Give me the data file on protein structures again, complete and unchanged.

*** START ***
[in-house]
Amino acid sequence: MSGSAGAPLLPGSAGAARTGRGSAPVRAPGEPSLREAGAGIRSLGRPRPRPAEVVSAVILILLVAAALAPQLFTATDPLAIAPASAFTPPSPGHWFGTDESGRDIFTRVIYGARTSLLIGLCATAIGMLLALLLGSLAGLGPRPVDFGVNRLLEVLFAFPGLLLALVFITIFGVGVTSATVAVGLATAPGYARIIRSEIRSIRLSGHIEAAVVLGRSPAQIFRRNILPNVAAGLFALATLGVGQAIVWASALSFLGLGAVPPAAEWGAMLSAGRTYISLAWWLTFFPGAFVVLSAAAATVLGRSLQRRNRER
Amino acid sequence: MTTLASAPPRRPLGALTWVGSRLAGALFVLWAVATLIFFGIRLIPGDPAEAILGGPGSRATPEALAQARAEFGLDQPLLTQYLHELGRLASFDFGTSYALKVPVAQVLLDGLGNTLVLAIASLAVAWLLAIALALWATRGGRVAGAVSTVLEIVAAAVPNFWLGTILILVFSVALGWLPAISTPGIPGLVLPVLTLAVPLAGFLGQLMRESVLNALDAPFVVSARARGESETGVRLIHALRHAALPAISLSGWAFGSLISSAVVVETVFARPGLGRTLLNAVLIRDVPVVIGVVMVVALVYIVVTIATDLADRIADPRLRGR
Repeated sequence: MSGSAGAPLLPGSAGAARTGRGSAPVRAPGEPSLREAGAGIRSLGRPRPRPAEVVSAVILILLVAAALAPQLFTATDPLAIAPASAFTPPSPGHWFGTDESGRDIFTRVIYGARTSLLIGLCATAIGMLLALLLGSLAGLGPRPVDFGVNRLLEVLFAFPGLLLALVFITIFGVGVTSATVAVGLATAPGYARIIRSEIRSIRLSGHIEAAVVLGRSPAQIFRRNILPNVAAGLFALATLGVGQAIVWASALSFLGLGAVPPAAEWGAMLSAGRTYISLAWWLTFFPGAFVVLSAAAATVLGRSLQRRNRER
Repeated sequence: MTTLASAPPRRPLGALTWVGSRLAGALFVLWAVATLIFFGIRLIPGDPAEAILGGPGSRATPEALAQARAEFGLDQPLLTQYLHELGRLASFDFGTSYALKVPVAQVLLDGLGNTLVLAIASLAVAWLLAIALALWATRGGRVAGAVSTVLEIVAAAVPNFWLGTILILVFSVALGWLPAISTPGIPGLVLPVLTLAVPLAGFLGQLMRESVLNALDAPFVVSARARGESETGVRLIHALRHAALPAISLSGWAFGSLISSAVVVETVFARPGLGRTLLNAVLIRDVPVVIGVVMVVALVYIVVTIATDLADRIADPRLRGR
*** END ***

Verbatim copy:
[in-house]
Amino acid sequence: MSGSAGAPLLPGSAGAARTGRGSAPVRAPGEPSLREAGAGIRSLGRPRPRPAEVVSAVILILLVAAALAPQLFTATDPLAIAPASAFTPPSPGHWFGTDESGRDIFTRVIYGARTSLLIGLCATAIGMLLALLLGSLAGLGPRPVDFGVNRLLEVLFAFPGLLLALVFITIFGVGVTSATVAVGLATAPGYARIIRSEIRSIRLSGHIEAAVVLGRSPAQIFRRNILPNVAAGLFALATLGVGQAIVWASALSFLGLGAVPPAAEWGAMLSAGRTYISLAWWLTFFPGAFVVLSAAAATVLGRSLQRRNRER
Amino acid sequence: MTTLASAPPRRPLGALTWVGSRLAGALFVLWAVATLIFFGIRLIPGDPAEAILGGPGSRATPEALAQARAEFGLDQPLLTQYLHELGRLASFDFGTSYALKVPVAQVLLDGLGNTLVLAIASLAVAWLLAIALALWATRGGRVAGAVSTVLEIVAAAVPNFWLGTILILVFSVALGWLPAISTPGIPGLVLPVLTLAVPLAGFLGQLMRESVLNALDAPFVVSARARGESETGVRLIHALRHAALPAISLSGWAFGSLISSAVVVETVFARPGLGRTLLNAVLIRDVPVVIGVVMVVALVYIVVTIATDLADRIADPRLRGR
Repeated sequence: MSGSAGAPLLPGSAGAARTGRGSAPVRAPGEPSLREAGAGIRSLGRPRPRPAEVVSAVILILLVAAALAPQLFTATDPLAIAPASAFTPPSPGHWFGTDESGRDIFTRVIYGARTSLLIGLCATAIGMLLALLLGSLAGLGPRPVDFGVNRLLEVLFAFPGLLLALVFITIFGVGVTSATVAVGLATAPGYARIIRSEIRSIRLSGHIEAAVVLGRSPAQIFRRNILPNVAAGLFALATLGVGQAIVWASALSFLGLGAVPPAAEWGAMLSAGRTYISLAWWLTFFPGAFVVLSAAAATVLGRSLQRRNRER
Repeated sequence: MTTLASAPPRRPLGALTWVGSRLAGALFVLWAVATLIFFGIRLIPGDPAEAILGGPGSRATPEALAQARAEFGLDQPLLTQYLHELGRLASFDFGTSYALKVPVAQVLLDGLGNTLVLAIASLAVAWLLAIALALWATRGGRVAGAVSTVLEIVAAAVPNFWLGTILILVFSVALGWLPAISTPGIPGLVLPVLTLAVPLAGFLGQLMRESVLNALDAPFVVSARARGESETGVRLIHALRHAALPAISLSGWAFGSLISSAVVVETVFARPGLGRTLLNAVLIRDVPVVIGVVMVVALVYIVVTIATDLADRIADPRLRGR